If you prefer the look and feel of the M16, get the M16. If you prefer the look and feel of the M4, get the M4. Your choice of AEG is 80% personal preference. My team, for instance, runs with AR's so we can swap magazines in the field and do group purchases for upgrades and replacement parts.

Anyway, there's no rule around here that you can have only one gun... If you can't decide, buy them both.
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Old June 29th, 2009, 17:02   #14
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Not really. At the velocities we're shooting, the extra length is not going to affect accuracy nearly as much as the 4" to 8" reduction is going to improve handling with a carbine or defense sub-carbine, or submachinegun. Remember that maintaining the velocity required for lethality to 500m is not important in airsoft, and close quarters maneuverability is often much more important than long range accuracy when dealing with small hard cover or thick brush.

It's all a matter of opinion, however, and in the long run, go with what you think looks the best and are most comfortable handling. There's very little difference in performance between different models of AEG. Even if there is a major difference, it can be made up for in upgrades quite easily in most cases.

As far as recommendation of what manufacturer to buy from, I LOVE my new G&G. It is one of the best performers among the AEGs I have access to and it's still stock, as well as being a good ~$100 less expensive than the others (CA high-grade B&T, TM, ICS high-grade AK, JG). Also, because I opted for the shorter weapon (7" barrel M4CQD), it's VERY loud and snappy compared to longer AEGs, especially with the large open flash hider that it comes with.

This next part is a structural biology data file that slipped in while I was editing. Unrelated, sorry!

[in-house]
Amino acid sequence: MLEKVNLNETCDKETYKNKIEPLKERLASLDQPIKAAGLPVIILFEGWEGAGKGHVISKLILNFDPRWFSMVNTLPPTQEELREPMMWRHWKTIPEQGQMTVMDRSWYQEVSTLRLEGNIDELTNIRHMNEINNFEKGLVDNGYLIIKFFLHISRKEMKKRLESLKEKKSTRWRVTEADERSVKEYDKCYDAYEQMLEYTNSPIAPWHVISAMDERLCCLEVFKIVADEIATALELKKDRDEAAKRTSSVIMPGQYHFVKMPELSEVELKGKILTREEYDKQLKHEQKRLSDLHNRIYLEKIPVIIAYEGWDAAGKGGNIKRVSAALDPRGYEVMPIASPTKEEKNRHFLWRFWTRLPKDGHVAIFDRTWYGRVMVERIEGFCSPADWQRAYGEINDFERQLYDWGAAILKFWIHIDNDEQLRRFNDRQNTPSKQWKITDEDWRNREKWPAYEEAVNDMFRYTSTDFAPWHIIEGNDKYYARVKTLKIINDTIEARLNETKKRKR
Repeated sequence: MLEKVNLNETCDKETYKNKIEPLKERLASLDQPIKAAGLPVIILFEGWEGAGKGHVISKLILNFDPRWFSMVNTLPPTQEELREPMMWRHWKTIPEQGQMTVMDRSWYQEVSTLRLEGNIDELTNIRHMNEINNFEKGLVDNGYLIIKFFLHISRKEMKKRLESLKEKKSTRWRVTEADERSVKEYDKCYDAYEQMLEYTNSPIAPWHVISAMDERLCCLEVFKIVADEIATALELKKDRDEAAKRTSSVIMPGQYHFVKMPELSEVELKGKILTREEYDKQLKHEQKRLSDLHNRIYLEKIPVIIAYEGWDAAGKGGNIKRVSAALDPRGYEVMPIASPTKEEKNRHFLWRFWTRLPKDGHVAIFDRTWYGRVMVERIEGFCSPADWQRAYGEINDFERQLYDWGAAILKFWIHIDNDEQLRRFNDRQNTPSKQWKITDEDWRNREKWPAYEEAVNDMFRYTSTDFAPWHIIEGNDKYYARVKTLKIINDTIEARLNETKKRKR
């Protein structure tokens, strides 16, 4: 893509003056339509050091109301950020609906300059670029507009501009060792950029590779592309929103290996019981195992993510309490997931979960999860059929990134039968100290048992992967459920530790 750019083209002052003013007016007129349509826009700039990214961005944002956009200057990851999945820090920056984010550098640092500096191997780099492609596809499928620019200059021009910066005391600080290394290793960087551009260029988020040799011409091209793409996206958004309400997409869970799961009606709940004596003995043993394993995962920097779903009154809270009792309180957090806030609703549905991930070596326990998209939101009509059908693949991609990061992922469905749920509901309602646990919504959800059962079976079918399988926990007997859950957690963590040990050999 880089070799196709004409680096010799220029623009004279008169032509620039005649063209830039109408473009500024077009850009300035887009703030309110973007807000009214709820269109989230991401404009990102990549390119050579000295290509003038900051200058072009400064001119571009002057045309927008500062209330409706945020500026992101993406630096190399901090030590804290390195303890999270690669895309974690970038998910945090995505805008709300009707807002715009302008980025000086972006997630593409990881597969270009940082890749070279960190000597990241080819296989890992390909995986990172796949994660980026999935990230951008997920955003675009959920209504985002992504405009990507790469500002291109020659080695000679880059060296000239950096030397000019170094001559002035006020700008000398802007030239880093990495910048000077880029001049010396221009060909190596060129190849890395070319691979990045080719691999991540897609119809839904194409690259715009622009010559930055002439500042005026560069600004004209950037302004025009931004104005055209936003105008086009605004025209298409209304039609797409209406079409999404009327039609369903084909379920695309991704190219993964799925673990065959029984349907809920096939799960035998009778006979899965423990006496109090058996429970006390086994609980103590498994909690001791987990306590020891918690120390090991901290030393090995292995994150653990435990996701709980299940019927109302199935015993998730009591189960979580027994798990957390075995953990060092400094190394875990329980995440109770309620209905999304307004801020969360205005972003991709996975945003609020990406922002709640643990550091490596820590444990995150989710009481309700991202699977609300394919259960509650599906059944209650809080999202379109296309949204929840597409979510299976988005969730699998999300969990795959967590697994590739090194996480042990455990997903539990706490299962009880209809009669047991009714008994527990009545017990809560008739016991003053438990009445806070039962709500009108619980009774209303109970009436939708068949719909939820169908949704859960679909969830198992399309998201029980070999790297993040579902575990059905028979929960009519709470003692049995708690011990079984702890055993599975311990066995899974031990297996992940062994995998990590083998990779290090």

*edit: beaten to accuracy answer
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Old June 29th, 2009, 23:03   #15
Darth Tigger
 
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Quote:
Originally Posted by Kuro_Neko View Post
You say you like the m16 which we seem to call an m4. That's incorrect. The m4 is the carbine version of the m16, they have a shorter barrel and usually a collapsible stock (though they can have full stocks). Just wanted to clarify that for you before you accidentally bought something you didn't want.
Ya I figured out what threw me. The Rifle I rented at the field had a Carbine barel and a full stock. I have never seen an M4 that didnt have a colapsable stock. Im now told it was a full stock so it could house the battery. Not a concept im used to thinking of. It threw me.